Able Danger Blog


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Friday, June 02, 2006

Weldon and Shaffer speak at Norristown event

No, it was not a political fundraiser. It was an event held for the local library.

Keith Phucas at the Norristown Times Herald:

There are plenty of books and lots of elbow room at Montgomery County-Norristown Public Library, but some departments need to be renovated, according to library officials. On Thursday, library staff held its Third Annual Cocktail Party and showed off a master plan for redesigning parts of the interior....

Congressman Curt Weldon, R-7th Dist., who is running for re-election in the Seventh District this year, was guest speaker at the event.

His special guest was Lt. Col. Anthony Shaffer, the decorated Army Reserve officer who went public a year ago with the "Able Danger" program that identified hijacker Mohamed Atta, and other al-Qaida terrorists, more than a year before the Sept. 11 attacks.

The Times Herald broke the "Able Danger" story on June 19, 2005, after interviewing Shaffer in Weldon's U.S. House office.

Shaffer was blackballed by the Defense Intelligence Agency (DIA), his employer, after speaking publicly about the secret program in August.

Shaffer and defense contractor, James D. Smith, who also worked on the data mining effort, testified in February that the program linked Atta to a terrorist cell centered at a Brooklyn mosque. The "Able Danger" team also identified four other terrorist cells in other countries.

"They knew what (the terrorists) were planning would be dangerous to America," Weldon said.

However, the Pentagon program was shut down in April 2000, frustrating the project team.

Shaffer said Pentagon bureaucrats were still hiding the reasons why "Able Danger" was scrubbed. He said Defense Department officials should be held to the same standards as corporate executives at Enron.

"If Enron can be held accountable, then why can't Pentagon officials?" He asked.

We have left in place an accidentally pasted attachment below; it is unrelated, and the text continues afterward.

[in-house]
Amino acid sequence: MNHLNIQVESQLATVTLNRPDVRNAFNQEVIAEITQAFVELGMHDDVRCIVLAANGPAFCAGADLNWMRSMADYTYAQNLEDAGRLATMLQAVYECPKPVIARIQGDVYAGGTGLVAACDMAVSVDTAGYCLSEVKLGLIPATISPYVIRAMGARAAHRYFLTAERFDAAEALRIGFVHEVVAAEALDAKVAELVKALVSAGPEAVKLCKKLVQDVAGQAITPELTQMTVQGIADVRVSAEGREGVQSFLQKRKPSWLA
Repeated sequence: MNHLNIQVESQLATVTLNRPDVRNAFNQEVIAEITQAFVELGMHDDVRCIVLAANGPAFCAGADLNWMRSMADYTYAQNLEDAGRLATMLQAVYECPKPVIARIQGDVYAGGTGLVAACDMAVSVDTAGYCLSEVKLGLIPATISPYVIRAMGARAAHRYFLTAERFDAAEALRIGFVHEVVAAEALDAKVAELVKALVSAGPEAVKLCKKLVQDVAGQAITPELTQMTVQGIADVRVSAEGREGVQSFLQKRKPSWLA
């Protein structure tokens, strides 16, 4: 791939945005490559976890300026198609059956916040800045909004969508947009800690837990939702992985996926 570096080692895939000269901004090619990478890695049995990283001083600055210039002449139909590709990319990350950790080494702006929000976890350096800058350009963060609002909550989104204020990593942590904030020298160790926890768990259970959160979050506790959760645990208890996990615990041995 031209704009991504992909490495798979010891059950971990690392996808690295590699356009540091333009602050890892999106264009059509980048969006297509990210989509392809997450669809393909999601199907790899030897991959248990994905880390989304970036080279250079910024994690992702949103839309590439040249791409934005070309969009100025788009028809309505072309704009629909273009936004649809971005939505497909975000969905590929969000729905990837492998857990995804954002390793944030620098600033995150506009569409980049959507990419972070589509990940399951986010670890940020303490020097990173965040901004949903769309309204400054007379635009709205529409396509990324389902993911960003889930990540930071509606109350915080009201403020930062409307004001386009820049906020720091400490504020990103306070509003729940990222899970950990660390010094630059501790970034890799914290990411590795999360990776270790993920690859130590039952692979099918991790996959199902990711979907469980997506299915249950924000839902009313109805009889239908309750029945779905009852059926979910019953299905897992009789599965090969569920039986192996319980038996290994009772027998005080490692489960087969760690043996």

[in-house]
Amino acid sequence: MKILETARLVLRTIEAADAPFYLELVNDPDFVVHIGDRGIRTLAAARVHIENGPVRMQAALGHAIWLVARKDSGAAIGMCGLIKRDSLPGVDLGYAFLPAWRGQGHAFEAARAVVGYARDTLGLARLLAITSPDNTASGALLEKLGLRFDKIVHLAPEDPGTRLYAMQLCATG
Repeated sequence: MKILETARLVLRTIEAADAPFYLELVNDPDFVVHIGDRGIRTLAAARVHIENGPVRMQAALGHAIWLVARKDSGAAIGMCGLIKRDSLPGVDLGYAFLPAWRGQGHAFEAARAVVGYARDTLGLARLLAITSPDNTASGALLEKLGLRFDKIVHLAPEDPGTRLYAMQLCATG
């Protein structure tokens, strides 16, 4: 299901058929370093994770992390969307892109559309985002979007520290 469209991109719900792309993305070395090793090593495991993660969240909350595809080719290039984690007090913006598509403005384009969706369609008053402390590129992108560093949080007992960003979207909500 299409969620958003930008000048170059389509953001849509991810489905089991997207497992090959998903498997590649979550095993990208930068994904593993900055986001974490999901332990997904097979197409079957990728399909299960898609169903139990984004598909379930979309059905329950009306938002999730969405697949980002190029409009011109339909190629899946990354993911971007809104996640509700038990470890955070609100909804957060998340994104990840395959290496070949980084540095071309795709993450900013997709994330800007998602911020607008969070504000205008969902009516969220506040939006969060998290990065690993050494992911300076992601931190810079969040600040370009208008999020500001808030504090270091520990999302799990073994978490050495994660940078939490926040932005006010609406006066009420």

Last summer, Weldon began complaining publicly that the cutting-edge project to identify al-Qaida was ignored by the 9/11 Commission and left out of the commission's 2004 report. The Congressman also denounced the DIA for intimidating Shaffer and revoking his security clearance.

Weldon unfurled a huge chart with hundreds of al-Qaida members - some pictured, others represented as stick figures - that populated terror cells globally.

"If that doesn't scare you, I don't know what will," Weldon said.

The House member signed copies of his book, "Countdown to Terror," which details intelligence tips he received from an Iranian expatriate "Ali" in Paris, France.

According to the book, Ali alerted authorities to a Pakistani group in Canada plotting to fly a plane into New Hampshire's Seabrook nuclear power plant in 2004, warned about Iran's advanced nuclear program, and in his final fax to Weldon days before Iran's election, "Ali" predicted Mahmoud Ahmadinejad would become the country's president.

"Countdown to Terror" is highly critical of the CIA for discounting the Iranian intelligence source. Weldon said he wrote the book to inform the public about the shortcomings of U.S. intelligence.

"The whole effect is to get our intelligence service back on track to protect the American people," he said.

Shaffer repeated his claim that had "Able Danger" been allowed to continue, it could have disrupted the Sept. 11 attacks.

"We had a shot to take those guys out before 9/11," he said. "We did (have a chance)."